Chad, where a foiled coup attempt left several people dead, is a poor, mainly desert country in north-central Africa with a history of instability.
LOCATION: At 1,284,000 square kilometres (495,800 square miles), Chad is bordered by Libya to the north, Sudan to the east, the Central African Republic to the south and Cameroon, Nigeria and Niger to the west.
POPULATION: 11.5 million (2011, World Bank).
LANGUAGES: French and Arabic.
RELIGIONS: Islam (53 percent), Christianity (30 percent, animist (20 percent.
HISTORY: Part of France's colonial empire, Chad gained independence in 1960 under the presidency of Francois Tombalbaye, who was assassinated in a military coup in 1975.
In 1980, civil war broke out in the capital between supporters of Goukouni Weddeye, president of the transitional national untiy government, backed by neighbouring Libya, and his defence minister, Hissene Habre, who seized power in 1982 after a two-year struggle.
Government forces launched an offensive in the north to recapture a region held by Libyan troops. They took back all but the Aouzou Strip, which was finally returned to Chad in 1994 after 21 years of Libyan occupation.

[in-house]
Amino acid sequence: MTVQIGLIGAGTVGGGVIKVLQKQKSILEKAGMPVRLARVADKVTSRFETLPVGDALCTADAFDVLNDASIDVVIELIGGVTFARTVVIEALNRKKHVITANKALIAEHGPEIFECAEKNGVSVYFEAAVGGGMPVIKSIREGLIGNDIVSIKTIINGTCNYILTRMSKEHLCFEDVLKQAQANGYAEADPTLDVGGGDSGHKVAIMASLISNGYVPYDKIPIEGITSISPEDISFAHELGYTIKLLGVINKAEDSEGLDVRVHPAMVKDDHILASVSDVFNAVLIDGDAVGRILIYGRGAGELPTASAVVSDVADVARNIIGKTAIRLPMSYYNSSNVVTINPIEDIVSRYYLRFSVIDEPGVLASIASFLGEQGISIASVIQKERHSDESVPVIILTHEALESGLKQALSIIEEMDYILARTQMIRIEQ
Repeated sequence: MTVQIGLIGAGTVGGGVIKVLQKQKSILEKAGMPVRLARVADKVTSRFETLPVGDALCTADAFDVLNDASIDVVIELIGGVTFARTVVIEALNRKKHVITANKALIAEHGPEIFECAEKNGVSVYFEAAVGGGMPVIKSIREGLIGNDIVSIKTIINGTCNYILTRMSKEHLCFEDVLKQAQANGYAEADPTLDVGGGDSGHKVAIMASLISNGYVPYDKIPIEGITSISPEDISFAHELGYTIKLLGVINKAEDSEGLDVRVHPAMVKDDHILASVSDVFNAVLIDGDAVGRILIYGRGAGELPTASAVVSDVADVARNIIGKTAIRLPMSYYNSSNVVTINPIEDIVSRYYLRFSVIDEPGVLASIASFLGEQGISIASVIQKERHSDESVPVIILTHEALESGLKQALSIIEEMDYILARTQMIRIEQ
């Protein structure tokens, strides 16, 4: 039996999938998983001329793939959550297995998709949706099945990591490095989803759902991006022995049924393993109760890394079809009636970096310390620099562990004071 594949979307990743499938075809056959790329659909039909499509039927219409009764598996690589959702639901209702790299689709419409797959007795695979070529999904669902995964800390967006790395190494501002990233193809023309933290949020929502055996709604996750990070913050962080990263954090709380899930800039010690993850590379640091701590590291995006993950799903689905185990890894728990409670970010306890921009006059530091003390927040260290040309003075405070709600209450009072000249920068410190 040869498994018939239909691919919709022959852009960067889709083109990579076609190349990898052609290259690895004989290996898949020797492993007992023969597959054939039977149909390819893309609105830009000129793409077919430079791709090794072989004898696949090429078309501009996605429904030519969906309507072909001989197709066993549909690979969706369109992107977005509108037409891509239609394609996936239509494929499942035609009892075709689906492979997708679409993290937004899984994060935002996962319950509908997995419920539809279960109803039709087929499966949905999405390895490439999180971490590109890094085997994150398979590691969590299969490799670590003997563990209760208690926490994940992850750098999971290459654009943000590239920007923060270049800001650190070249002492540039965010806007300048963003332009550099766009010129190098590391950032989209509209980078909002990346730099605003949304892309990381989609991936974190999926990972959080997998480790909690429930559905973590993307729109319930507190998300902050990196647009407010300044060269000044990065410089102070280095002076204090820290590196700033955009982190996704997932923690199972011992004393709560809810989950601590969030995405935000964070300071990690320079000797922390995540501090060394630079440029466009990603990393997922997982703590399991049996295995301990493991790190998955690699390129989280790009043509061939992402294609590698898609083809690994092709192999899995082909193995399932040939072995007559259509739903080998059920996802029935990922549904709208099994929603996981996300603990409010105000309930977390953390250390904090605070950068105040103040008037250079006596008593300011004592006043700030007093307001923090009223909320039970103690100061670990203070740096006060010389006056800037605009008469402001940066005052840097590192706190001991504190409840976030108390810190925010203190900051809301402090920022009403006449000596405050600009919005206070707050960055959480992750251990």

In December 1990, Habre was overthrown by his former military adviser Idriss Deby and took up refuge is Dakar. Indicted for crimes against humanity he is to be tried by a special court set up in Dakar last February.
Deby became the country's first president to be elected by universal suffrage in 1996. He was re-elected in 2006 and 2011, at elections boycotted by the opposition.
Since late 2005 the regime has been faced with rebellions, especially in the east of the country, which borders the Sudanese region of Darfur.
In 2008 rebels from the border region came close to overthrowing the Deby regime, briefly entering the capital before being pushed back with the help of French forces.
ECONOMY: Despite growing exports of oil and abundant reserves of uranium and gold, Chad is one of the poorest countries in the world.
About 80 percent of the population depends on agriculture, but the country is regularly threatened by famine. Cotton is a key foreign currency earner.
GNP: 690 dollars per capita (World Bank, 2011)
ARMED FORCES: 23,350 men, according to the International Institute for Strategic Studies, 2013. A restructuring of the army is underway.
In January 2013, Chad sent an army contingent to Mali to help capture the north from armed Islamist groups.